Can You Bring Bread On A Plane?


Can you bring bread on an airplane? Are the rules different for domestic and international flights? And just how long will bread remain safe to eat when packed in your luggage? Read on for the answers.


Bringing Bread On A Plane

Can You Bring Bread on Domestic Flights Within the U.S.A.?

Carry-On Baggage:


Checked Luggage:




Can You Bring Bread on International Flights Originating in the U.S.A?

Carry-On Baggage:


Checked Luggage:



* You can bring bread on board and consume it during the flight. But you might not be able to bring bread into your foreign destination (see details below).



Can You Bring Bread Into The U.S.A. on an International Flight?

Carry-On or Checked Luggage:

 Yes in most cases



How Long Will Bread Last In Your Luggage?

Bread, hard-crusted:

1 to 2 days at room temperature


Bread, soft-crusted:

4 to 7 days at room temperature


Sources: Transportation Security Administration, U.S. Customs and Border Protection,



Can you bring bread through airport security in your carry-on baggage?

Yes, the Transportation Security Administration (TSA) will allow you to bring bread through airport security in your carry-on baggage. You can bring a whole loaf of bread or individual slices through the TSA checkpoint, and both store-bought and homemade bread are allowed. Any type of bread is typically fine, including hard or soft-crusted breads, rolls, biscuits, buns, baguettes, pita bread, quick breads like banana bread and cornbread, and tortillas.

If the bread isn’t already pre-packaged, it should be wrapped or placed in a resealable bag or container with a secure lid. There is no limit to the quantity of bread you can bring in your carry-on: You can pack as much bread as you’d like and will fit into your allowable hand luggage.


Read more: Here are the foods you can bring through airport security


Can you bring bread that has been spread with butter through airport security?

Yes, The TSA will allow buttered bread, rolls, biscuits, and other types of breads to pass through airport security, as long as they are wrapped or in a container.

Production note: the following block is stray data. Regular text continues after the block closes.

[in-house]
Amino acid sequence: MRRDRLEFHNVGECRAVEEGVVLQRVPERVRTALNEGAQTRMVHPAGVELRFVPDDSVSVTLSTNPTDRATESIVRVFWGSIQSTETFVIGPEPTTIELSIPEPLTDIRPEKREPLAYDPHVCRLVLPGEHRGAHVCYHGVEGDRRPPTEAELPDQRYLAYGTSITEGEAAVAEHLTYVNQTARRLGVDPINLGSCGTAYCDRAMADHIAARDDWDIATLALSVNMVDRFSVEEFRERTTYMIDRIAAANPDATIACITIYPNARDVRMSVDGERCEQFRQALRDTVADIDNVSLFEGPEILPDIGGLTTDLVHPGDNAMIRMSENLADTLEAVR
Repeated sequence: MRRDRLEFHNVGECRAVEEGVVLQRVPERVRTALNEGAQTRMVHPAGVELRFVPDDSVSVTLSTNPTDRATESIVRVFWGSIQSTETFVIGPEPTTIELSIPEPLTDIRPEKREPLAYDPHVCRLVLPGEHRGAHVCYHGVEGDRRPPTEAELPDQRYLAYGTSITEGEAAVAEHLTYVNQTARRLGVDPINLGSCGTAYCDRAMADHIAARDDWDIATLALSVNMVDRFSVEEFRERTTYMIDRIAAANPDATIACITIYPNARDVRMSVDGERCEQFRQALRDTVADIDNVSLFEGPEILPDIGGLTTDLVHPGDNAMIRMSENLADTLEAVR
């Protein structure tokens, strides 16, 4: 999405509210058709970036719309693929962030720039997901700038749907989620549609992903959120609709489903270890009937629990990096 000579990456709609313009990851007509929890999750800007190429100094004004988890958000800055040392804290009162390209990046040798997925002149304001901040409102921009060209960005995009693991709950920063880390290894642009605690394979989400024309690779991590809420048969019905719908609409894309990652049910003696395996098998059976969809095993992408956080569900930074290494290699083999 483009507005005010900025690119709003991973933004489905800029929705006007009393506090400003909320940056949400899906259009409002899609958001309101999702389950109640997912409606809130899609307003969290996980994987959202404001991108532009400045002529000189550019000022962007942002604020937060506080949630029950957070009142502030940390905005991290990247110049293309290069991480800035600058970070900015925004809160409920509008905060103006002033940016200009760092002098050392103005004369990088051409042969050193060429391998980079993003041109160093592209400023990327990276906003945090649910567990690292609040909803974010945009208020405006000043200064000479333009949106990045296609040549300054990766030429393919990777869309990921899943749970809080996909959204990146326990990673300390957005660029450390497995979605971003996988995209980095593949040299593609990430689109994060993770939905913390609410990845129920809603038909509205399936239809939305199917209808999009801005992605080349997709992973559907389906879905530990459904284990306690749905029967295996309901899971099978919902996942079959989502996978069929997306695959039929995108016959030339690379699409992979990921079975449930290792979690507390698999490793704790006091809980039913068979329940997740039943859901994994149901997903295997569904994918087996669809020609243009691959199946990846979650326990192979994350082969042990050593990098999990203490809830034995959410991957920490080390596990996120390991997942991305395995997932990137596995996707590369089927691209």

Can you bring bread on an airplane in your checked baggage?

Yes, you can bring bread in your checked baggage when boarding a flight within the United States. You can bring as much bread as you’d like in your allowable checked luggage. To prevent bread from getting crushed, pack it in sturdy containers with tight-fitting lids.


Can you bring bread on an international flight leaving the U.S.A.?

Yes, you can bring bread on an international flight departing from the U.S., either in your carry-on baggage or your checked luggage. If your intention is to bring the bread onto the plane in your carry-on baggage and consume it during the flight, you’ll have no issues. The TSA applies the same rules for allowing bread through security at U.S. airports, whether you are flying domestically or internationally.

You can also bring bread into many foreign countries. But some countries may restrict or prohibit homemade bread — Mexico, for instance, does not allow most homemade food into the country. Be sure to check your foreign destination’s rules before leaving.



Can you bring bread on an international flight back into the U.S.A.?

Yes, the United States generally allows travelers to bring bread into the U.S. when arriving on a flight from a foreign country.

Note that even though bread is typically allowed, you must declare all foods that you bring into the United States — whether they are allowable or not — to U.S. Customs and Border Protection (CBP). The penalties for failing to declare your food items can be steep; bear in mind also that the CBP routinely conducts random screenings for arriving passengers.



Soft-crusted bread will usually remain safe to eat for about 4 to 7 days when stored at room temperature. Hard-crusted breads will keep fresh for a day or two at room temperature.


Note: While the above information is based on applicable Transportation Security Administration (TSA) and U.S. Customs and Border Protection (CBP) guidelines at the time of publication, the final decision for whether to allow a food item through airport security or into the United States rests with the TSA and CBP officers on duty at the airport. Regulations also change frequently: For the latest information, check the US Customs and Border Protection and Transportation Security Administration websites.

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